If you’ve ever heard the expression “kill your idols,” and wondered why anyone would say such a thing, you likely only have to ask Joakim Noah to get an educated guess at what might have inspired such a saying.
The University of Florida product grew up a massive fan of legendary Boston Celtics big man Kevin Garnett, and made the mistake of letting him know only to see his idol snarl back at him unthankfully. In an epic “oral history” of The Big Ticket’s career, Celtics champion forward Paul Pierce shared his recollection of that incident with author Howard Beck of Bleacher Report.
“I remember Noah looked up to KG,” began the Inglewood native.
«He was like, «Man, KG, I had your poster on my wall, I looked up to you, man,» added the Hall of Fame forward.
«And then [Garnett] just said something like that, and was like «[expletive] you, Noah.» I was like, «Whoa.» This kid fresh out of college, looks up to KG, just said he had his poster on the wall, and he tells him that! It crushed him.»
«It crushed Noah,» reiterated Pierce. https://twitter.com/TheCelticsWire/status/1432070589871796228?s=20
But like all true competitors, Noah didn’t let it phase him for long, and in fact, turned it into a lesson that would help guide his career in the NBA moving forward. «It changed my career,» related Noah on NBC’s Pardon My Take (h/t to Sportscasting.com’s Joe Kozlowski). https://twitter.com/TheCelticsWire/status/1431919873630801921?s=20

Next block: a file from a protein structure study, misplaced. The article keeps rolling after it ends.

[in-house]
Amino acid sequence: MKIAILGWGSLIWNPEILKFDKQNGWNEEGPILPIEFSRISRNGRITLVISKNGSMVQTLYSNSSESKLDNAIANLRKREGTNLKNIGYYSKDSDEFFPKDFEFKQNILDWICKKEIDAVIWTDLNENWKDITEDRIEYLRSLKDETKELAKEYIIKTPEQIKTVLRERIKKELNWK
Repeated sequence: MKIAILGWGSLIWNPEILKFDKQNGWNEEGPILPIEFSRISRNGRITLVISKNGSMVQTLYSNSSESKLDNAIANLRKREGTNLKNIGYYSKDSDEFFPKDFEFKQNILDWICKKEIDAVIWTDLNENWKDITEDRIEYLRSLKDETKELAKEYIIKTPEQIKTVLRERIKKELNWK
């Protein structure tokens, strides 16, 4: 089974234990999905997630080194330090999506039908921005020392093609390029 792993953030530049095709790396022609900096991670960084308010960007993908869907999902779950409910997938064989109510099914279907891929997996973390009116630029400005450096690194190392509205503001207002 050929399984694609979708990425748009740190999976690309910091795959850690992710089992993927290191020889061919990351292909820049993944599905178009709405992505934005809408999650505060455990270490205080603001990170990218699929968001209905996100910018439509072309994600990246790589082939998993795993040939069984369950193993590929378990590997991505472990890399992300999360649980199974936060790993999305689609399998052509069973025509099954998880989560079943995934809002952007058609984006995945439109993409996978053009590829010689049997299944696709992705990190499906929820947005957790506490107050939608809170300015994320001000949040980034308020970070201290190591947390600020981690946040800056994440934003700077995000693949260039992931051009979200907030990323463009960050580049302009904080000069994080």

«That moment changed my career because from that moment, on I learned that there is no love in battle, and this is competition,» he explained.
«At the end of the day, I’m trying to rip your [expletive] head off, you’re trying to rip my head off, let’s go. I’m trying to win just as bad as you’re trying to win. I’m not trying to make no friends.»
«That moment right there changed everything,» suggested Noah. https://twitter.com/TheCelticsWire/status/1431844071245557761?s=20
Just about every player who sticks in the league has their own «welcome to the NBA» moment, but few have such a vivid tale at the hands of one of the greatest big men to play the game’s hands. And while there is perhaps no love lost between Noah and Garnett because of that incident, it was an object lesson for the ages that probably didn’t reflect how KG feels about such players in general when he isn’t, as Noah puts it, «trying to rip your … head off». https://twitter.com/TheCelticsWire/status/1431798804525760516?s=20
«Don’t got no generational prejudice,» wrote Garnett in his recent book «KG A to Z». «Different times, different cultures, different hoopers.» «I appreciate these young hard-goers,» he added. «I feel their hunger. Fresh blood. Fresh energy. The league thrives on renewal and reinvention.» Evidently, he just appreciated them in a very different sort of way when the games count. This post originally appeared on Celtics Wire. Follow us on Facebook! [lawrence-related id=57450,57429,57423,57421] [listicle id=57431]